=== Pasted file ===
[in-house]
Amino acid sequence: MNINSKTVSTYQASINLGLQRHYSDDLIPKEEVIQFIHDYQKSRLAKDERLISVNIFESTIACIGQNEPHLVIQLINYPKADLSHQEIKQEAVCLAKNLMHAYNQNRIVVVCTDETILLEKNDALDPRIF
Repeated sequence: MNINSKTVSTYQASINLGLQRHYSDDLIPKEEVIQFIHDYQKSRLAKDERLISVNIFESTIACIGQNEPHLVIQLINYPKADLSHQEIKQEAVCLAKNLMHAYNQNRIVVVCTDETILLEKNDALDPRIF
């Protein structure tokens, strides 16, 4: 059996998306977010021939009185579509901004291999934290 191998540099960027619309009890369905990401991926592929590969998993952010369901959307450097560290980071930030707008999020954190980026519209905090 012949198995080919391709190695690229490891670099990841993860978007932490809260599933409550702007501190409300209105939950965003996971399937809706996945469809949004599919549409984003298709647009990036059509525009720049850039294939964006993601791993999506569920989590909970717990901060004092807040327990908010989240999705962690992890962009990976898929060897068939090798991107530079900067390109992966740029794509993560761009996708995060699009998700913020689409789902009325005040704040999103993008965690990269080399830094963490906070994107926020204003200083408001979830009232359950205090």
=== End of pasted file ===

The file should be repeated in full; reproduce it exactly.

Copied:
[in-house]
Amino acid sequence: MNINSKTVSTYQASINLGLQRHYSDDLIPKEEVIQFIHDYQKSRLAKDERLISVNIFESTIACIGQNEPHLVIQLINYPKADLSHQEIKQEAVCLAKNLMHAYNQNRIVVVCTDETILLEKNDALDPRIF
Repeated sequence: MNINSKTVSTYQASINLGLQRHYSDDLIPKEEVIQFIHDYQKSRLAKDERLISVNIFESTIACIGQNEPHLVIQLINYPKADLSHQEIKQEAVCLAKNLMHAYNQNRIVVVCTDETILLEKNDALDPRIF
């Protein structure tokens, strides 16, 4: 059996998306977010021939009185579509901004291999934290 191998540099960027619309009890369905990401991926592929590969998993952010369901959307450097560290980071930030707008999020954190980026519209905090 012949198995080919391709190695690229490891670099990841993860978007932490809260599933409550702007501190409300209105939950965003996971399937809706996945469809949004599919549409984003298709647009990036059509525009720049850039294939964006993601791993999506569920989590909970717990901060004092807040327990908010989240999705962690992890962009990976898929060897068939090798991107530079900067390109992966740029794509993560761009996708995060699009998700913020689409789902009325005040704040999103993008965690990269080399830094963490906070994107926020204003200083408001979830009232359950205090």